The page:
Guajira is an ida y vuelta flamenco form brought back to Spain by sailors from the New World—in this case from Cuba. “Guajira” means “girl” in the native Indian language of Cuba.
This arrangement is based on the traditional guajira form and is played in the style of Manolo Sanlucar. It includes two traditional guajira falsetas and a rhythmic rendition of the typical guajira copla (verse). The compas for guajira is the same count/accent structure as for buleria, but the guajira has a brighter, bouncier feel: think “tropical.”
This arrangement starts off with a four compas intro on Am/E7 before moving into the guajira entra-copla rhythm proper (at bars 17-31 in the accompanying tab. This entra-copla phrase is the common thread that ties the guajira together and gives the palo its signature sound. The variations on this theme are endless. I’ve given a few here in the style of Sanlucar, though other possibilities and flavors certainly abound.
In this transcription bars 33-40 operate as a remate and tie off the intro section in order to create a distinct move into the first falseta. This D-A-F-E7-A line occurs again after and before the copla section. In both instances the remate is used to give shape to the arrangement: instead of one continuous progression of falsetas and rhythm, the remates break the arrangement up into discrete units or movements.
First Falseta (0:45)
The first falseta is a Manolo Sanlucar interpretation of a traditional theme. I play the melody tirando and let my thumb rest on the bass strings for stability. For the quicker picado at bar 51 I switch to apoyondo in order to give the run more clarity. If this particular stretch is too fast for you, you can also play it in eighth notes (instead of eighth note triplets) by making the phrase a straight run down the scale, instead of one that moves up and down, as written.
The rhythmic section at bar 65—and other sections like this elsewhere in this arrangement—are prime spots for a dancer to do some fancy footwork. If you’re playing guajira as a solo piece, these passages also help to give an arrangement some shape and texture.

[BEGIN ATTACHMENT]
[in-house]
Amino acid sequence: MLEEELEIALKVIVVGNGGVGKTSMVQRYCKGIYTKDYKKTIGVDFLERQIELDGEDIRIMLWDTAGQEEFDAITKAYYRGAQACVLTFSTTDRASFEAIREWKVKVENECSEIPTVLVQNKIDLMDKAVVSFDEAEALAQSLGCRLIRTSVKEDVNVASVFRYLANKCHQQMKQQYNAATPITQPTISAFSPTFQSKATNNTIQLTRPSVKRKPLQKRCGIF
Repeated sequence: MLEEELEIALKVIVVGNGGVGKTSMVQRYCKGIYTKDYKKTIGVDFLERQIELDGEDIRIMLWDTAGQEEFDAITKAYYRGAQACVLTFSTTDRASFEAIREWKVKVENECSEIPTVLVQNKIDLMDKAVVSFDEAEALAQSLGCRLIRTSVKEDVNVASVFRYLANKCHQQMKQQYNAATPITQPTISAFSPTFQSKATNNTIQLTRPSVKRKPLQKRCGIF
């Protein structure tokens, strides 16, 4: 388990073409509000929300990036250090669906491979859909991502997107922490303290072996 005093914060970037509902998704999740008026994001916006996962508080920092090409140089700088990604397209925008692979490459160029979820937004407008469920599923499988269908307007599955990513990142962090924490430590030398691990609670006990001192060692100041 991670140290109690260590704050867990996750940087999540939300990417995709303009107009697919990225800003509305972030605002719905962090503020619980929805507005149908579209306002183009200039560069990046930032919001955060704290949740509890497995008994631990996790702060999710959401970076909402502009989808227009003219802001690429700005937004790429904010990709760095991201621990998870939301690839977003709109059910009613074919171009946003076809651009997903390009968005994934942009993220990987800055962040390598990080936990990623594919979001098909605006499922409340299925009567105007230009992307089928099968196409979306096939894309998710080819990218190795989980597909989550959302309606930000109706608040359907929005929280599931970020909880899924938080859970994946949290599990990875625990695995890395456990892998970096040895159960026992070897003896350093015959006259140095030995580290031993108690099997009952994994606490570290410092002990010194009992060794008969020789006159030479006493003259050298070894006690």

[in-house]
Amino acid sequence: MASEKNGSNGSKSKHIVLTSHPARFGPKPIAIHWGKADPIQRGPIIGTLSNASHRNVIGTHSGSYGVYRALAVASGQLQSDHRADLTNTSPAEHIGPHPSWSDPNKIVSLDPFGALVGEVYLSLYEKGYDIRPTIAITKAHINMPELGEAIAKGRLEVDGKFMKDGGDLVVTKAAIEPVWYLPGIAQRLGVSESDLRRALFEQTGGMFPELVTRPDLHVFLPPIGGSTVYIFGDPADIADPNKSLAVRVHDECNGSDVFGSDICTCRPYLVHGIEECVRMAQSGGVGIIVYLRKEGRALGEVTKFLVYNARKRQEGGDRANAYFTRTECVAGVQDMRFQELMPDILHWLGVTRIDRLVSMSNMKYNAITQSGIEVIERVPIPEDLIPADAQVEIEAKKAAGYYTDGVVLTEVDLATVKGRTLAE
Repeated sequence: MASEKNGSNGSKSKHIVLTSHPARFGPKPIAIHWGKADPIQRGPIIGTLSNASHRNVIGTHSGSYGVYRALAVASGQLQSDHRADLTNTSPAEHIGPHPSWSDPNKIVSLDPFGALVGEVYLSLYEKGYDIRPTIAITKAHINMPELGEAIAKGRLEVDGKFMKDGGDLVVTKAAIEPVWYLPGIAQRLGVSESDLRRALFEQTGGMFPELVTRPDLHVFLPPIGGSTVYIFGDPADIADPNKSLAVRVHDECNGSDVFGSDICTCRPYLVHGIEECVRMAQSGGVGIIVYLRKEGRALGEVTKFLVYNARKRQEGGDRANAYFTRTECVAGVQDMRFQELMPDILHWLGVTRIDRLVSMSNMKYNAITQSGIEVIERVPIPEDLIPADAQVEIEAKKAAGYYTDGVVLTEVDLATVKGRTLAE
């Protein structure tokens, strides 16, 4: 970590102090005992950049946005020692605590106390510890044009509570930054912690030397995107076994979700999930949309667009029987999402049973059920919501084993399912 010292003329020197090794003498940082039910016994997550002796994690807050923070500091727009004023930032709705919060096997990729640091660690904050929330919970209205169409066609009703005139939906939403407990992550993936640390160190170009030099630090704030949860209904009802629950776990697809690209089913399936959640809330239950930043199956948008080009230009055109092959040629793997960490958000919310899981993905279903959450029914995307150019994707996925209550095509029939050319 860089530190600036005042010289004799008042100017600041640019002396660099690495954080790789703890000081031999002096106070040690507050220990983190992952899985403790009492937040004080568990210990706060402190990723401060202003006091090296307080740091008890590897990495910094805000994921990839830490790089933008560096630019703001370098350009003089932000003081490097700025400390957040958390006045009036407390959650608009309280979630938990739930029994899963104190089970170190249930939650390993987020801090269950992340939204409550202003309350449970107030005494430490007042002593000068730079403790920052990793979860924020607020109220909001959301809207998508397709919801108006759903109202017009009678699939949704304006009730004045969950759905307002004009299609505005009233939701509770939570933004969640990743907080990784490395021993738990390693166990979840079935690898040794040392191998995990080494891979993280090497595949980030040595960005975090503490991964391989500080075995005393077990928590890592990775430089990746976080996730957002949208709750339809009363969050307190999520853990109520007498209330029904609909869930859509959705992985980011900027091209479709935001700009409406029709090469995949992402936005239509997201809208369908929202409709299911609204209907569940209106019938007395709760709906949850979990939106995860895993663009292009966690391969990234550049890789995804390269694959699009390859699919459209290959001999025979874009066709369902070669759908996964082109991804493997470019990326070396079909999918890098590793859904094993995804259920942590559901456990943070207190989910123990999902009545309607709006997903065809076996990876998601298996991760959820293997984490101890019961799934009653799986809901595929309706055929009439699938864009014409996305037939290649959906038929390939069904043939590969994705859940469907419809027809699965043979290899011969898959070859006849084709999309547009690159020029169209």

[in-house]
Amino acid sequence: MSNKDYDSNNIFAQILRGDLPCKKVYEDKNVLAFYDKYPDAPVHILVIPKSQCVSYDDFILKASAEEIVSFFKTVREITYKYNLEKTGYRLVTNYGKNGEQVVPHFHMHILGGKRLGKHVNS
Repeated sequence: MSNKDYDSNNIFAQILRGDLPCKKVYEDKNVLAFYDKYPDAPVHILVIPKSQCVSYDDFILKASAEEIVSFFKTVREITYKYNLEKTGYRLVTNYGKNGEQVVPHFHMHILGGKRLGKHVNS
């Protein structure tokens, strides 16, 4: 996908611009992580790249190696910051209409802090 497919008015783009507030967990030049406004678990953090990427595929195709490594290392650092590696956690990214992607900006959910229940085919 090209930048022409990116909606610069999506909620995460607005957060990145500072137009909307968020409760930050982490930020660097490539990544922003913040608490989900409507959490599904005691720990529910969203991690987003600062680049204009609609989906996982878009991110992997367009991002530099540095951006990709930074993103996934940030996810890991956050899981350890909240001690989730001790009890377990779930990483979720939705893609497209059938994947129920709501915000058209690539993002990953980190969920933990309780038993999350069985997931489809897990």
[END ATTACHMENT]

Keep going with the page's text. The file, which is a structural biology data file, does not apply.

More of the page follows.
The “copla” section starts at bar 89, as marked in the transcription. If you’re playing for a singer, this is an example of some of the typical chords he or she might move through. The length, arrangement, and variations will depend on the letra he or she sings. As with the alegria, just because you don’t have a singer doesn’t mean you need to abandon the copla altogether. Adding a copla section such as this can be a good way to give shape and texture to your arrangement and can make a good alternative to simply piling on more labor intensive falsetas. A copla section also gives you a chance to introduce some passing chords and chord variations, both of which make for a nice harmonic break from a strict A-E7-D diet.
Second Falseta (2:05)
The second falseta I’ve transcribed here is an extended version of perhaps the most standard classic guajira falseta, again in the style of Manolo Sanlucar. The first few compases don’t need much explanation, but once you get to bar 153, be sure to watch your compas. The three high E pick-up eighth notes can throw you off—and fuera de compas—if you’re not paying attention.
Played at a brisk pace, this arrangement works out to be a little over three minutes long. On different occasions, I have used longer versions of this basic structure both as a dance accompaniment and as a solo guitar piece. There is a lot of falseta material out there, so once you have the basic structure and flow down, it is easy to move the pieces around and make it your own.